like living energy

 Repressed feelings, like living energy, struggle against the force of repression to rise to consciousness.
“A Historical and Critical Essay for Black Women” by Patricia Haden, Donna Middleton, and Patricia Robinson,
June 1969

Pick your own metaphor. Close your eyes.  Visualize sliding, twisting, through and in between places and spaces and times because consciousness, “the living energy” of women’s liberation, defies attempts to anchor it via text to a page.

As women grasped at language powerful enough to justify their oppression to a disbelieving audience, one they envisioned hearing their pleas as “strange to some, petty to others, laughable to most,  they invoked many analogies. Race and sex, as in sex-caste, appeared, and then a more Marxist inflected idea of sex-class.  However ultimately consciousness became the signifier of women’s liberation.

5 Leave a comment on paragraph 5 0
Katie King’s early and prescient explication of  “magical sign[s] through which identity is constructed” emphasizes that these signifiers are both unstable and always interested in competing originary accounts of women’s liberation.

Stories of consciousness and women’s liberation invariably begin in 1968 and revolve around consciousness-raising.  Possible starting points include the August conference held in Sandy Springs, MD or  the gathering that occurred over Thanksgiving Weekend  in Lake Villa, Illinois.  Instead place of linear paths, I offer circuitousness following the sparks that flew around in the 60s.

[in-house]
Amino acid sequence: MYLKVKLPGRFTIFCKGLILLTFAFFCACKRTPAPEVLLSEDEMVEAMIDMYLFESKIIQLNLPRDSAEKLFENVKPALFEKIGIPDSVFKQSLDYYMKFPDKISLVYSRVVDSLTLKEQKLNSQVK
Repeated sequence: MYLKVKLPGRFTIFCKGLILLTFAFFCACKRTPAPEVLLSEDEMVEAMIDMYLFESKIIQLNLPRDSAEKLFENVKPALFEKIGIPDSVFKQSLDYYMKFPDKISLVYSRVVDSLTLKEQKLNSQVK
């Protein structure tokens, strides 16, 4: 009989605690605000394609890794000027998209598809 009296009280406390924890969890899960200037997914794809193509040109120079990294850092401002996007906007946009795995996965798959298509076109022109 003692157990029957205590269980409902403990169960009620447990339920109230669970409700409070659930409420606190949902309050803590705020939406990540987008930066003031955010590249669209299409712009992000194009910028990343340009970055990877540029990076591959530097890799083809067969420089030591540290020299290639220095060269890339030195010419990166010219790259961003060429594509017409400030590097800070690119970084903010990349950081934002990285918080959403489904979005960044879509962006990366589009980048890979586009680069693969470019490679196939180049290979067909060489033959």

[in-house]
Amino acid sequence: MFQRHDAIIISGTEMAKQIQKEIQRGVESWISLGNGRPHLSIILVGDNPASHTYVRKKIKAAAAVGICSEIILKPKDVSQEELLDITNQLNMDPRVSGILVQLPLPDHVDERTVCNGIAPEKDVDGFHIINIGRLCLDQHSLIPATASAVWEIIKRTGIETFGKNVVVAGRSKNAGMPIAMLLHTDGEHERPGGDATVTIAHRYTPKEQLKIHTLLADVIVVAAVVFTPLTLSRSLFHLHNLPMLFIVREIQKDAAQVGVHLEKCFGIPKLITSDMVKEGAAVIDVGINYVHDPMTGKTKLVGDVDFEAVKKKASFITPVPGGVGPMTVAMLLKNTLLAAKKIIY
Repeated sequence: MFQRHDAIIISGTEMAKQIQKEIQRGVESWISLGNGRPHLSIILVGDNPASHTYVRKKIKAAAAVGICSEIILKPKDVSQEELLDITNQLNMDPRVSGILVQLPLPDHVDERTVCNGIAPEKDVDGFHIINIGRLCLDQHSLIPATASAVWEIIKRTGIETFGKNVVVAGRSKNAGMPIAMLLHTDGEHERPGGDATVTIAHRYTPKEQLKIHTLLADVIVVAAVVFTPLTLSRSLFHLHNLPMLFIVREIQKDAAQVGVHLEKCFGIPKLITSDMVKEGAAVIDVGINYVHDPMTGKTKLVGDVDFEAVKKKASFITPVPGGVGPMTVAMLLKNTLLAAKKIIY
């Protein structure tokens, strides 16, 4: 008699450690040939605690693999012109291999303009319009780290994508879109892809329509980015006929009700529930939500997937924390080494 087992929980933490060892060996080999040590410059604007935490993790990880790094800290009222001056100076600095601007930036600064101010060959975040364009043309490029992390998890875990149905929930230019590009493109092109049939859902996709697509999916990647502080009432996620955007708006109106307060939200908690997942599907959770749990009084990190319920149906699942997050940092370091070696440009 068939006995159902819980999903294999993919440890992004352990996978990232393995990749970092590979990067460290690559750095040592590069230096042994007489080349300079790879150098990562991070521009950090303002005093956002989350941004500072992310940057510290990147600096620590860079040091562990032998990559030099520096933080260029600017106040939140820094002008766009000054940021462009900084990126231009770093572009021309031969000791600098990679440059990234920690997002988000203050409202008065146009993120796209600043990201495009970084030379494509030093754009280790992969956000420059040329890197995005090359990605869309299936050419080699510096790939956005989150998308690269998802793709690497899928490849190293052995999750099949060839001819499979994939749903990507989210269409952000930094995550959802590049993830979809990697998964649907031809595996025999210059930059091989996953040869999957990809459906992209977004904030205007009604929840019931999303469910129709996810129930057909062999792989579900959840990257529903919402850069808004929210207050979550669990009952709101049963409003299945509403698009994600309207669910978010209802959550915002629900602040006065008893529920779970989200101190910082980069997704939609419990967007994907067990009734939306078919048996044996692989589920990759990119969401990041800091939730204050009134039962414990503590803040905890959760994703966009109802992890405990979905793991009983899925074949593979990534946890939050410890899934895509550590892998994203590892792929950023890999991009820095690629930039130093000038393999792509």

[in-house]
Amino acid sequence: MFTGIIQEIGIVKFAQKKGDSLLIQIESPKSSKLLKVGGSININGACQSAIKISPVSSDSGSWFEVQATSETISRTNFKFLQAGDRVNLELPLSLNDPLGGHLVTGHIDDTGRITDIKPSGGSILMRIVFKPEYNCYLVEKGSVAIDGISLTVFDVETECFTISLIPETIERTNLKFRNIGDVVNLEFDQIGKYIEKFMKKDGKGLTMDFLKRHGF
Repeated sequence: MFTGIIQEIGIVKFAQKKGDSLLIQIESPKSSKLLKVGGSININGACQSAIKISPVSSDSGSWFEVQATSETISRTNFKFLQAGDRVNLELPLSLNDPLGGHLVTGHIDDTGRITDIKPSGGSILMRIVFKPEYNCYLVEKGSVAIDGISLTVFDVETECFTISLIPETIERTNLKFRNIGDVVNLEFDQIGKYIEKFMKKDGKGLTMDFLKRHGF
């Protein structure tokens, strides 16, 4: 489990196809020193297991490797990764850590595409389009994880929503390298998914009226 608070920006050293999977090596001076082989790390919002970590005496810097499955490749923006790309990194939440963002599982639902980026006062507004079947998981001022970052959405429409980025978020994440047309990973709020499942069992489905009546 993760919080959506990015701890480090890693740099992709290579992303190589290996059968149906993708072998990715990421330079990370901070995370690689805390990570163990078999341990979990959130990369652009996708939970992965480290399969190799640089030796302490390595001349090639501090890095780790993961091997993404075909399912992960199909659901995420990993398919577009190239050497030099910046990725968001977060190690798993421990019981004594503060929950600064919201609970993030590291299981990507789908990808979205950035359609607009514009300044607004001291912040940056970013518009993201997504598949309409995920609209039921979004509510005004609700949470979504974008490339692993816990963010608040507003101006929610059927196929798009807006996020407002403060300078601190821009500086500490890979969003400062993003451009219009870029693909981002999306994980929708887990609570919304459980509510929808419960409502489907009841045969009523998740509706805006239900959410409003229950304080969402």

From the civil right movements, although as Kimberly Springer notes, the necessity of a racial consciousness was not limited to women, the oft-cited 1965 “kind of memo” by white workers in “the peace and freedom movements,” provides one starting point.

Mary King and Casey Hayden describe a kind of talking that could be characterized as consciousness raising.

9 Leave a comment on paragraph 9 0 We talked a lot, to each other and to some of you, our own and other women’s problems and trying to live in our personal lives and in our work Is independent and creative people.

Hayden and King position this talk as powerful for the analysis it generated

11 Leave a comment on paragraph 11 0 In these conversations we found what seems to be recurrent ideas or themes

Talk could also function as a potential source of strategy for activism.  The key insight of CR, that the personal is political appears here in the 1965 paper

13 Leave a comment on paragraph 13 0 “Basic human problems (which are now seen as private troubles) [would be seen] as public problems”

14 Leave a comment on paragraph 14 0 What are the historical consequences of launching accounts of consciousness-raising in 1965 in the Civil Rights movements?  Sara Evan’s Personal Politics situates the “flowering of women’s consciousness” in this moment, but then jumps to “the northern, white left” (100).  What if we slowed down to linger a little longer with black women?[1]

15 Leave a comment on paragraph 15 0  

16 Leave a comment on paragraph 16 0 [1] Ruth Rosen also notes that the Memo as predecessor to CR, but also moves along to the white new left.


Source: https://politicsofwomensculture.michellemoravec.com/about-2/book-pre-fall-2016/consciousness/